Inspiring Older Readers
Young Man With A Horn by Dorothy Baker
Dorothy Baker was an American novelist who died from cancer at the age of 61 in 1968. I start with these bald facts because, like me, you may never have come across her name before. You might, however, have heard of her first and most famous novel, Young Man With A Horn (1938) which is generally acknowledged as one of the first novels to focus on the world of the jazz musician and the emerging culture of swing and big band jazz. It’s also possible that you will have come across the film adaptation of the book that was released to some success in 1950 and which starred Kirk Douglas, Lauren Bacall and Doris Day.
The short paragraph preface to the book tells us that the story of the precocious musician Rick Martin is inspired by but not based on the life of the great cornet-playing jazzman Bix Beiderbecke. Although we follow the progress of Martin from his very early awakening to music all the way through to his self-destructive end at the age of 40, this really isn’t any sort of fictionalised biography.
Dorothy Baker was a novelist prepared to take on difficult and often controversial topics – her later books dealt with lesbianism and the issues facing identical twins and she contributed an episode to Playhouse 90 that imagined life after a third world war. So it’s probably no surprise that YMWAH takes on a range of social issues, including alcoholism, race relations, sexuality and the nature of the creative impulse, or, perhaps more accurately, the creative obsession.
The story Baker tells is one that might seem a little clichéd in an age that’s now used to the idea of the doomed, self-destructive musician. Young white boy, Rick Martin knows nothing much other than an uncontrollable desire to surround himself with music – he teaches himself to play piano but really wants to swap that for a ‘horn’ (a trumpet or cornet to me and you). He makes his first friend in Smoke, a black colleague who works alongside him and the two sneak off together to sit outside the local Cotton Club (no, not that one) listening to the black house band ripping it up on stage.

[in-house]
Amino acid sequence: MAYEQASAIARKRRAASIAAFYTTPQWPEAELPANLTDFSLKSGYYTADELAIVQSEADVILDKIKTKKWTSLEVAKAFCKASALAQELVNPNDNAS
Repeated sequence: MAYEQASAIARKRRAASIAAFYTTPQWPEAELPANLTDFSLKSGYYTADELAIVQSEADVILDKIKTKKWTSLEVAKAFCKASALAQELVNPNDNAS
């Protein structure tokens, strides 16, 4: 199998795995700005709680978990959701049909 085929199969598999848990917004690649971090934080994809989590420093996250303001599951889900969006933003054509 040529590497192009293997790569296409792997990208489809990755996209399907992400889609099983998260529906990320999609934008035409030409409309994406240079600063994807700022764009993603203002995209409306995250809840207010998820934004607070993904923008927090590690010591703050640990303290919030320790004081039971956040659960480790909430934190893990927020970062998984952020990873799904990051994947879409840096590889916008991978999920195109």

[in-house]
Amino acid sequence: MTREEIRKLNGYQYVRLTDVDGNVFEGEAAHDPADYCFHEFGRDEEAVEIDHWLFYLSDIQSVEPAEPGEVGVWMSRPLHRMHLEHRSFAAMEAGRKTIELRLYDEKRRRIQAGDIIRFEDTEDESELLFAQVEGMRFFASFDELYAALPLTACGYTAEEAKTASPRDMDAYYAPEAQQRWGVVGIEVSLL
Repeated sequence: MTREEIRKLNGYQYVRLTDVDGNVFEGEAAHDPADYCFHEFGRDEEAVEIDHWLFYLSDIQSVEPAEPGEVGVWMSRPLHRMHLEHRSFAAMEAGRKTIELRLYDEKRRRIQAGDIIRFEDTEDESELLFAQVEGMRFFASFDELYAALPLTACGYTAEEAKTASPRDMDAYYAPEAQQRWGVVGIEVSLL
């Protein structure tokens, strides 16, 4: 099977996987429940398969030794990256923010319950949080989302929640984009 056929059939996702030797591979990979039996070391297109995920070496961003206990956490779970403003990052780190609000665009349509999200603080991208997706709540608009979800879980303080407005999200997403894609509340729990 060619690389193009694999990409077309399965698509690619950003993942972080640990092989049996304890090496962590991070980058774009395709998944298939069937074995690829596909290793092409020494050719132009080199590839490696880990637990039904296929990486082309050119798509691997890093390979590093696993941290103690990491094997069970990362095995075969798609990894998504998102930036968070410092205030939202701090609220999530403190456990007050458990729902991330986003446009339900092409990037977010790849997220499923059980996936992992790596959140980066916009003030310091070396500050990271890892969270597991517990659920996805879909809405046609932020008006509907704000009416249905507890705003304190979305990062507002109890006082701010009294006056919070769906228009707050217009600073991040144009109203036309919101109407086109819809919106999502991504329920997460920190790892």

Through Smoke, Rick finds himself adopted by the musicians and his journey has begun. Step by step Martin reveals himself as a uniquely talented horn player and he gets increasingly prestigious gigs with big name bands, spreading word of his talent. But he’s also starting to drink and he finds himself in a relationship with Amy North, a young woman who is, it is implied, probably bisexual. Rick’s single-minded mission to perfect his musical skills is undermined by a combination of the drink and the ill-advised marriage and it will eventually be his downfall and nemesis.
Writing in the London Review of Books in 2013, reviewing reprints of Baker’s novels, Emily Cooke gives this excellent insight:
“Young Man follows a poor white boy from a desultory background (he’s more or less an orphan and not especially good at school), through an apprenticeship with black jazz musicians in Los Angeles, to the flowering of his skill and corresponding fame. Rick Martin may be pliable in the rest of his life – ‘he always did what somebody else thought up’ – but in playing the horn he ‘shed the husk of indifference’, and he becomes purposeful, even headstrong. He suffers no spasms of self-doubt: he knew ‘he was good and wanted to be better,’ and at the age of 20 his talent is obvious to the big-name band leader who plucks him from obscurity. Genius, in Baker, never falters, and everyone recognises it when they see it. The awful thing about it is that it can’t be sustained. Rick wants to succeed on an ever greater scale, and he wants it with a tenacity that must, by Baker’s rules, result in ruin. He ‘expected too much’; he comes to the ‘nervous, crazy life’ of jazz with ‘too great a need’. The prologue states the problem baldly: fully submit to art, and it will kill you.”
But Baker wasn’t only interested in the workings of the creative impulse – she’s also prepared to confront issues of race prejudice and to make Rick confront his own prejudicial stereotypes and the language and culture that separates black from white. For modern readers there’s a use of language here that will be uncomfortable to read but to deny it’s common usage back in the Thirties would be stupid and it really has to be there to help explain just why Baker was breaking taboos.
Writing convincingly and engagingly about music is a thankless task – an unattributable quote puts it this way: “Writing about music is like dancing about architecture.” But in this case Baker has had a really top notch go at getting across both the intensity and the experience but almost by not trying to do too much. She doesn’t get too technical or overly metaphorical but has enough of an understanding of the art form to know what works when words come up short.
Baker was rather bitter that her skills as a novelist were modest and perhaps even more annoyed that everyone seemed to agree with her about this. But I enjoyed this book a lot more than I thought I was going to and it deserves to be remembered for breaking the ground it did.
A newish paperback for under a tenner published by NYRB Classics is available and even hardbacks aren’t prohibitively costly.